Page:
“To use a favored phrase, Dawn Davies had me at hello,” said Lynn Rosen, co-owner of Open Book Bookstore in Elkins Park, Pennsylvania, and a member of the Indies Introduce panel that selected Davies’ debut. “She tells of her life, but she probes deeply and makes her insights universal, and her use of language is spectacular. I felt like she was speaking directly to me, as if she had written this book to meet my personal emotional needs as a mother. She’s honest, she’s real, and she’s a talented writer.”
Davies earned her BA from Vermont College of Fine Arts and her MFA from Florida International University. She lives in Ft. Lauderdale and teaches creative writing. Her work has received a Pushcart Special Mention and has appeared in numerous publications and anthologies. Davies’ debut is a collection of some of those essays, which explore the author’s experiences in life and motherhood.
Rosen recently had the opportunity to talk with Davies about some of the themes in Mothers of Sparta as well as the author’s writing process.
Lynn Rosen: The subtitle of your book is “A Memoir in Pieces.” Can you explain what you meant by that? What drew you to the form of memoir and personal essay?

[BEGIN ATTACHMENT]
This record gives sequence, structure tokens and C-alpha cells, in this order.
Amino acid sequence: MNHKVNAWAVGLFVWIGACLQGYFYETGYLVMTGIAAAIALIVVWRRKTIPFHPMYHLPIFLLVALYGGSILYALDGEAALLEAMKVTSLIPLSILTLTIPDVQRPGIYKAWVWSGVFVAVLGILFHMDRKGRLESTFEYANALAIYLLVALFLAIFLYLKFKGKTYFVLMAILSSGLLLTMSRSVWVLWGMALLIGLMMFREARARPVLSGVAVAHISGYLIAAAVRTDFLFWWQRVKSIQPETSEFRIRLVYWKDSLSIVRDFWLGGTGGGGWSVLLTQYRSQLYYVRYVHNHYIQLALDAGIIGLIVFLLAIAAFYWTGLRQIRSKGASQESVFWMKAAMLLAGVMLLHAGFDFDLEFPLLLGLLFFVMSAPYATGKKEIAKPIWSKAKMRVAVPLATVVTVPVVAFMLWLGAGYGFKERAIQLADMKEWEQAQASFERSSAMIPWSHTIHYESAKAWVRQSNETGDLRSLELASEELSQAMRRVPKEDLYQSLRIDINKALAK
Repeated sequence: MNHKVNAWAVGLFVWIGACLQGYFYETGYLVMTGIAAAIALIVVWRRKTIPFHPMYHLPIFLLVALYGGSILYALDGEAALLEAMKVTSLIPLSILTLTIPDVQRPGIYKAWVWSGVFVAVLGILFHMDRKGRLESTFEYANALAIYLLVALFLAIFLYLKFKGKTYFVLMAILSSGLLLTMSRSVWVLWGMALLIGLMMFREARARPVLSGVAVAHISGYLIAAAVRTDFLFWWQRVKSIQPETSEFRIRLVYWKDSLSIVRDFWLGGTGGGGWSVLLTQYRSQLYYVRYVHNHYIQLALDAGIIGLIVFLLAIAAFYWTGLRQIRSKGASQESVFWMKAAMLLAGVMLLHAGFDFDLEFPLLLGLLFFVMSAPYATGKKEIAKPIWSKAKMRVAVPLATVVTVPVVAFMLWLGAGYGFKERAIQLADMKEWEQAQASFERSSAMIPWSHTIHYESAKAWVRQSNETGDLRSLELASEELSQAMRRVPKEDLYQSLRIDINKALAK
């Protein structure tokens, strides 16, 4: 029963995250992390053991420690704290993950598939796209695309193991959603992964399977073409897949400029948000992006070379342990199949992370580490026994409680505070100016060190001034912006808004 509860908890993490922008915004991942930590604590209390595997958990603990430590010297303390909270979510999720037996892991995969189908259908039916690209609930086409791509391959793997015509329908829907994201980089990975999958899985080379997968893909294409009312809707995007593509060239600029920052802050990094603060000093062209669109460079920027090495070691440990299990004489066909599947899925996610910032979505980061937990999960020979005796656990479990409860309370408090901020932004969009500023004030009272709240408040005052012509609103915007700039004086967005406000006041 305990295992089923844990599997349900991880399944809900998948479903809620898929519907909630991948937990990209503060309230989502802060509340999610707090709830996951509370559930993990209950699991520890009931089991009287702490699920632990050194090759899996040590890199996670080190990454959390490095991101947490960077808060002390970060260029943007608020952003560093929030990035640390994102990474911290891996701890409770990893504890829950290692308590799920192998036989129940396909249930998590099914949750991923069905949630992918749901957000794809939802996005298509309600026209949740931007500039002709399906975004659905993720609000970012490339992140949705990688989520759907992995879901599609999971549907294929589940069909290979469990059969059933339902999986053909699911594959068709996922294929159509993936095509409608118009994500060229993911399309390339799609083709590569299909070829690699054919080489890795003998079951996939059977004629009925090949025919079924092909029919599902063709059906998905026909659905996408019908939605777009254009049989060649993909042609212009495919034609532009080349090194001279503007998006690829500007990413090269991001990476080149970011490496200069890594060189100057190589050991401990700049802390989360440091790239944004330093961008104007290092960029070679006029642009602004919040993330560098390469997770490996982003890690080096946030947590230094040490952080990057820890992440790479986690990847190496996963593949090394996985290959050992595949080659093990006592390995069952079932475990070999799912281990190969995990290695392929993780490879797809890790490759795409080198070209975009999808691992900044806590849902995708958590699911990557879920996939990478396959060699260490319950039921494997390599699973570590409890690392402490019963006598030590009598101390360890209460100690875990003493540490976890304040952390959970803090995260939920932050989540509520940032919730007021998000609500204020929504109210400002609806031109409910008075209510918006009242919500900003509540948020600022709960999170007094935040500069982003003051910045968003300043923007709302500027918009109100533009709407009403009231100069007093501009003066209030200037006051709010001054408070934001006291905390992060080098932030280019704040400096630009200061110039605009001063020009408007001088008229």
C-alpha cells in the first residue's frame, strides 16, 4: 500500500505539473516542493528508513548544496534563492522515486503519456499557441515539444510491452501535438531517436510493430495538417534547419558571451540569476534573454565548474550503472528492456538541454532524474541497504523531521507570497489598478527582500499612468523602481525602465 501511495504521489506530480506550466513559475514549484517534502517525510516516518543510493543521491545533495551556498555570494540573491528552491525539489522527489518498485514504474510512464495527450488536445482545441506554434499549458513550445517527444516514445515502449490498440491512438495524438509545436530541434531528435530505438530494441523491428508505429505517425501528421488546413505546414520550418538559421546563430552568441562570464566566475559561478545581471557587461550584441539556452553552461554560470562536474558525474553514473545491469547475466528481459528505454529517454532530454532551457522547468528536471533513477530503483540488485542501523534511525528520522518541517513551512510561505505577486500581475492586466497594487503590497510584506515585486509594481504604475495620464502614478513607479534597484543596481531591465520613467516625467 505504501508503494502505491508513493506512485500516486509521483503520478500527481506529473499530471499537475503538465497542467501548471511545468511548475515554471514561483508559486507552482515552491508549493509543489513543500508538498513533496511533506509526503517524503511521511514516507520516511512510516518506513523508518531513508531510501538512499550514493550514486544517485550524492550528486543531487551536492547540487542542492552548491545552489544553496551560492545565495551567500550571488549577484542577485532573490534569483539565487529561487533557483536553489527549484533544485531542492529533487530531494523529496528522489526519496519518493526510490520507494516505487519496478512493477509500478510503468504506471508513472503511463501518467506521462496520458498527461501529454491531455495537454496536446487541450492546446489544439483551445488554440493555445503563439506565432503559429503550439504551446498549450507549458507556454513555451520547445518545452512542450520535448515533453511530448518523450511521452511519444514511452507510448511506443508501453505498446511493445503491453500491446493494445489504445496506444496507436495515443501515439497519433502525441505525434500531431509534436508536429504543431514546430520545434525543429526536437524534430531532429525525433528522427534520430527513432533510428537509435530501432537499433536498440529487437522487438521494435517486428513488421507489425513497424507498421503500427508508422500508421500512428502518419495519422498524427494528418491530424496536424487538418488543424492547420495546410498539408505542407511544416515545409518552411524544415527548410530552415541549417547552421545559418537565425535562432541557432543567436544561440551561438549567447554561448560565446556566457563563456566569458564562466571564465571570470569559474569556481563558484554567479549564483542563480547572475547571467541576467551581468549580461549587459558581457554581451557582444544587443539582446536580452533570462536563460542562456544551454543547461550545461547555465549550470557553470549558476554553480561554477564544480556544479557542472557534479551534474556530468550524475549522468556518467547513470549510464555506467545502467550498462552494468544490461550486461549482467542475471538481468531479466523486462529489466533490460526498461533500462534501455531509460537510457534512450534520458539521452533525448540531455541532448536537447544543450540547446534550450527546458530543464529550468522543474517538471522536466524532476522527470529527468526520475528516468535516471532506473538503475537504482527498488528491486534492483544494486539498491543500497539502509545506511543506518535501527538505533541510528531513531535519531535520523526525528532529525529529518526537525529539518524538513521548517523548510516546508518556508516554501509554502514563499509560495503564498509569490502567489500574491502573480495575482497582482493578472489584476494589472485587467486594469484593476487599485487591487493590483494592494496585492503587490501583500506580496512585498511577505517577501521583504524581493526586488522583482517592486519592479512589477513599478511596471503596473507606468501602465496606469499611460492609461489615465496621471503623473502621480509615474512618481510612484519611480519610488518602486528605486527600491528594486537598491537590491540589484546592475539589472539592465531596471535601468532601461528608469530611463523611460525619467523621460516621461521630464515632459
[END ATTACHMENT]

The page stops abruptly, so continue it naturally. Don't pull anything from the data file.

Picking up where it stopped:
Dawn Davies: One side of this answer is that I don’t know why I’m a memoirist. I shouldn’t be. I’m a private person. I don’t need a lot of friends. I’m introverted at parties. I feel uncomfortable when the lens is pointed at me, and I am somewhat content when lost in the world of fiction. In fiction, no one can blame you for anything, and you aren’t putting anything personally intimate on the line. You are making stuff up. I went into grad school as a fiction writer. One semester, after I slept through my online registration time and the fiction classes filled up, I had to register for a nonfiction class. This came at a time when I was examining patterns and experiences in my life and trying to write about them through fiction, and I didn’t want to waste time, so I took the veil off and kept writing in essay form.